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Article
June 1972

Cancer Spread in the Larynx

Author Affiliations

Baltimore
From the Laryngeal Pathology Laboratory, Division of Laryngology and Otology, Johns Hopkins University, Baltimore. Dr. Bridger is currently at Prince of Wales Hospital, University of New South Wales, Sydney, and Dr. Nassar is at the American University Hospital, Beirut.

Arch Otolaryngol. 1972;95(6):497-505. doi:10.1001/archotol.1972.00770080787002
Abstract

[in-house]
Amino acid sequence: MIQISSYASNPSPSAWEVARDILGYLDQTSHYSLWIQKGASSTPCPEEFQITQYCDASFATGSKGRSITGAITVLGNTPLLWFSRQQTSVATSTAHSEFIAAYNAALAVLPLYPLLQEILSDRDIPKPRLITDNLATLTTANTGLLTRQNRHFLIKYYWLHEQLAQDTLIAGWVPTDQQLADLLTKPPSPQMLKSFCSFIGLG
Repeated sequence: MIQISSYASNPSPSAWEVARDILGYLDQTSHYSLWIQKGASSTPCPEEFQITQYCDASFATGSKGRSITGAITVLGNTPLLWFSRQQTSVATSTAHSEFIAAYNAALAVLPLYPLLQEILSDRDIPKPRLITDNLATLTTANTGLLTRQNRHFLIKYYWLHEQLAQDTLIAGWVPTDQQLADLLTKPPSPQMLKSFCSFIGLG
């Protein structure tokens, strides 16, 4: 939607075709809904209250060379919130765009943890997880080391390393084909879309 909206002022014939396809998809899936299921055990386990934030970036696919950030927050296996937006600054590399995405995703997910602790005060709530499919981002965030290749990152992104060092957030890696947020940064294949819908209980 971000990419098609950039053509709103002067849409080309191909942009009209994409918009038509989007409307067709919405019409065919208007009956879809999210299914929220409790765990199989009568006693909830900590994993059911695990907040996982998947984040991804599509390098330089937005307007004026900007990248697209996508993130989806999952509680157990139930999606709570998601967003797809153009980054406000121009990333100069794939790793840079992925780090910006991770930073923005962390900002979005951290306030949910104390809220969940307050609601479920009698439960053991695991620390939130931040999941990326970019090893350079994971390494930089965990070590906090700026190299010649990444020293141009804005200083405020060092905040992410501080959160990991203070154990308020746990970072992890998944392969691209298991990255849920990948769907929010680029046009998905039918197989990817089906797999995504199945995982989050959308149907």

Submucosal cancer extension through mucous glands occurs in the larynx. In a study of 45 cases, many lesions were too advanced to accurately state what had been the mode of spread. The majority of lesser lesions had clearly invaded according to the pattern predicted by the glandular theory. This theory offers an explanation for many clinical observations hitherto not completely understood—for example, the time honored dictum that supraglottic tumors tend not to invade the glottis but to penetrate the preepiglottic space. Anterior commissure tumors are difficult to treat because of their dissemination throughout the anterior subglottic mucous glands. Many new predictions are made; for example, on the behavior of ventricular and saccular tumors and on the distinction between cancers arising on the superior surface of the vocal cord and those showing mainly subglottic extension.

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